Rabbit Haemorrhagic Disease (RHD)
- Rabbit Viral Haemorrhagic Disease (also known as RVHD, RHD and VHD), is a nasty virus that targets rabbits, attacks internal organs and causes internal bleeding.
- Sadly, RHD is fatal in most cases.
- RHD spreads via rabbit to rabbit contact (often wild rabbits), in the air and also via insect bites.
- There are two types of RHD virus: RHD1 and RHD2.
- Vaccinate your rabbits against both RHD1 and RHD2 to protect them fully.
At the moment, your veterinary practice may not be able to offer routine procedures such as vaccinations. Read our advice on how to keep your bunnies safe if they miss vaccinations during lockdown.
What is RHD?
RHD is a virus that targets rabbits, attacks their internal organs (such as the liver), and causes internal bleeding. Sadly, RHD is fatal in most cases.
There are two types of RHD virus, RHD1 & 2. RHD1 causes very sudden illness and is nearly always fatal within two days of catching it. RHD2 often develops a bit more slowly and is often fatal within 1-2 weeks. Rabbits with RHD2 are much more likely to spread the disease because they live for longer with symptoms.
Symptoms of RHD often include:
- Blood around the nose, mouth or bottom
- Low energy (lethargy)
- Eating less - which can cause serious problems and even be fatal in rabbits
- High temperature
- Sudden death - RHD often develops so quickly that infected rabbits die before their owner notices any symptoms.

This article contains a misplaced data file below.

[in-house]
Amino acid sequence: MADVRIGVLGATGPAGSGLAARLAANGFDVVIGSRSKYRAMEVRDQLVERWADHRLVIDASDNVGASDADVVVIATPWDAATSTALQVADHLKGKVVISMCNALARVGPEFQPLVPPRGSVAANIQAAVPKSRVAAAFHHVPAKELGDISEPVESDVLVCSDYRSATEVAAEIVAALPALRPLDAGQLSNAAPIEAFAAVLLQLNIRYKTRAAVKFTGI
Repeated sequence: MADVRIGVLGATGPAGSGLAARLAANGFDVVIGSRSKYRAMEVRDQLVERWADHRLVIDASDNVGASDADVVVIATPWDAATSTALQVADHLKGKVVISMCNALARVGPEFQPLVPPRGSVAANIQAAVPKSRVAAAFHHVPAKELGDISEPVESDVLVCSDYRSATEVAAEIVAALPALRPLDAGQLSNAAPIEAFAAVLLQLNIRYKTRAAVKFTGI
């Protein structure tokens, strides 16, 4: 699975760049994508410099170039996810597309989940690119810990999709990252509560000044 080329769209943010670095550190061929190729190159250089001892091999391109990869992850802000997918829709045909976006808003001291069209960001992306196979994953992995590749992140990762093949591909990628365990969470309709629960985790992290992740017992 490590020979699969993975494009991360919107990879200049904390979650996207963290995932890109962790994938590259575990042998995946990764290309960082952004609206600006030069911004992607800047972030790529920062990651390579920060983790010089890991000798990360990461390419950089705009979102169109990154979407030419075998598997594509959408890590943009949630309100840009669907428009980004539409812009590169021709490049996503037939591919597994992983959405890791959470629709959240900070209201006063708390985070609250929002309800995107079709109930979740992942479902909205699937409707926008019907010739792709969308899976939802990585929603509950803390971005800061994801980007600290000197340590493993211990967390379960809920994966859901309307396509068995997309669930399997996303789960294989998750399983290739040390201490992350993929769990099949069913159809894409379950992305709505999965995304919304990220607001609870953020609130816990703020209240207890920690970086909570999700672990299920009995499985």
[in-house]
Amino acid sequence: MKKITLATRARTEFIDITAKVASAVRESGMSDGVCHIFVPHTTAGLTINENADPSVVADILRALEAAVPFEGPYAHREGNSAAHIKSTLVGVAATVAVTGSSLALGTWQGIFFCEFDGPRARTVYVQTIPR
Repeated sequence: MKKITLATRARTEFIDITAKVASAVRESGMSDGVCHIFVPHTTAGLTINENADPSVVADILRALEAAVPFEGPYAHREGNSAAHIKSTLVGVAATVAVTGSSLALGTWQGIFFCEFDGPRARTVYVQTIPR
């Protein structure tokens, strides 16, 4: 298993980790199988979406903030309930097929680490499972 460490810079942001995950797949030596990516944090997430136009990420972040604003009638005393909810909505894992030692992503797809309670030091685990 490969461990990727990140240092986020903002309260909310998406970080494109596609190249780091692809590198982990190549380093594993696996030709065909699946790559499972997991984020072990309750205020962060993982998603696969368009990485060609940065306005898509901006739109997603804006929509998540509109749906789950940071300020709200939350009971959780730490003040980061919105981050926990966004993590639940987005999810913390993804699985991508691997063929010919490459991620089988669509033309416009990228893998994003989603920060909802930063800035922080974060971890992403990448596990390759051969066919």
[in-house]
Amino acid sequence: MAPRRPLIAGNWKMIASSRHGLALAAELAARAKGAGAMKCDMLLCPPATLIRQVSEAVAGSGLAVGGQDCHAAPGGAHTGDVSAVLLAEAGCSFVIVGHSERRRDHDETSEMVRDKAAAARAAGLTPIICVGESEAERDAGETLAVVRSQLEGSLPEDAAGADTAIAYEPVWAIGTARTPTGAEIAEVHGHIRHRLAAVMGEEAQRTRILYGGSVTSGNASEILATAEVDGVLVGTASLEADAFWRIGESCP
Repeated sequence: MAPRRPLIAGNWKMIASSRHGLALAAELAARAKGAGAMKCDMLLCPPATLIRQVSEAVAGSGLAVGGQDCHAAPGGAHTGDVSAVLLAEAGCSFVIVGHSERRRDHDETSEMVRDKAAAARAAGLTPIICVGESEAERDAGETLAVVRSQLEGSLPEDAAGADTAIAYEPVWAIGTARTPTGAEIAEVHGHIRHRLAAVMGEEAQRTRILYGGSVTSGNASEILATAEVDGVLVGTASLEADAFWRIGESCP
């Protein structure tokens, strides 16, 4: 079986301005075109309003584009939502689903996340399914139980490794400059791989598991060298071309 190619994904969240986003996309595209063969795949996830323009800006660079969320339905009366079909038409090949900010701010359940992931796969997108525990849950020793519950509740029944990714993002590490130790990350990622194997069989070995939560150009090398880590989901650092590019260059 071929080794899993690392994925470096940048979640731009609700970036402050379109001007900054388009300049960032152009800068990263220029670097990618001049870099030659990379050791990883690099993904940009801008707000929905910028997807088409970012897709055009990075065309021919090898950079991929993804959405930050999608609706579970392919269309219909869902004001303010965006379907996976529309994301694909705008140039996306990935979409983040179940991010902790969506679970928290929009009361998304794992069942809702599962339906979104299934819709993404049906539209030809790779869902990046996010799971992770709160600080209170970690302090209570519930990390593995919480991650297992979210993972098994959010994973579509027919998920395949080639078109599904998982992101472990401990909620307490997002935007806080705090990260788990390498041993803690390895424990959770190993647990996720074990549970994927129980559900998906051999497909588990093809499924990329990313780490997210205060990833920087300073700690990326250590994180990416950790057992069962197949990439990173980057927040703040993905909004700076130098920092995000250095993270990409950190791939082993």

When to contact your vet
Book an urgent appointment with your vet if your rabbit has any of the symptoms listed above, especially if they have stopped eating. You know your rabbit best. If they don’t have the symptoms listed above but you are still concerned, it’s always best to contact your vet.
If you have lost one of your rabbits due to RHD, their enclosure and all other items should be thrown away. RHD can survive in the environment (on bowls, water bottles, walls, grass etc.) for months, so you must seek advice from your vet about how to disinfect properly. Only fully vaccinated rabbits should be allowed into their area in the future.
If you own a rabbit that has survived RHD, or who’s partner rabbit has passed away due to the virus, you should get them and any new rabbits up to date with their vaccines and wait at least three weeks before introducing them to each other.
- Fortunately, we can vaccinate our rabbits against RHD1 and RHD2 (as well as myxomatosis) – read more about rabbit vaccinations on our website.
Prevent insect bites
- Avoid attracting insects by keeping your rabbits and their living environment clean. This will also reduce the risk of flystrike.
- Cover your rabbit’s living space with mosquito netting if necessary.
- Speak to your vet for advice on the best flea protection for your rabbits.
- Fleas from cats and fleas from dogs can spread RHD, so make sure all your animals are regularly treated for fleas.
Prevent contact with wild rabbits
- Keep your pet rabbits away from wild rabbits by rabbit proofing your garden or double fencing their living space.
Quarantine new rabbits
- Any new rabbits should be vaccinated and kept away from your existing rabbits for at least three weeks.
Published: April 2020
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Written by vets and vet nurses. This advice is for UK pets only.
Illustrations by Samantha Elmhurst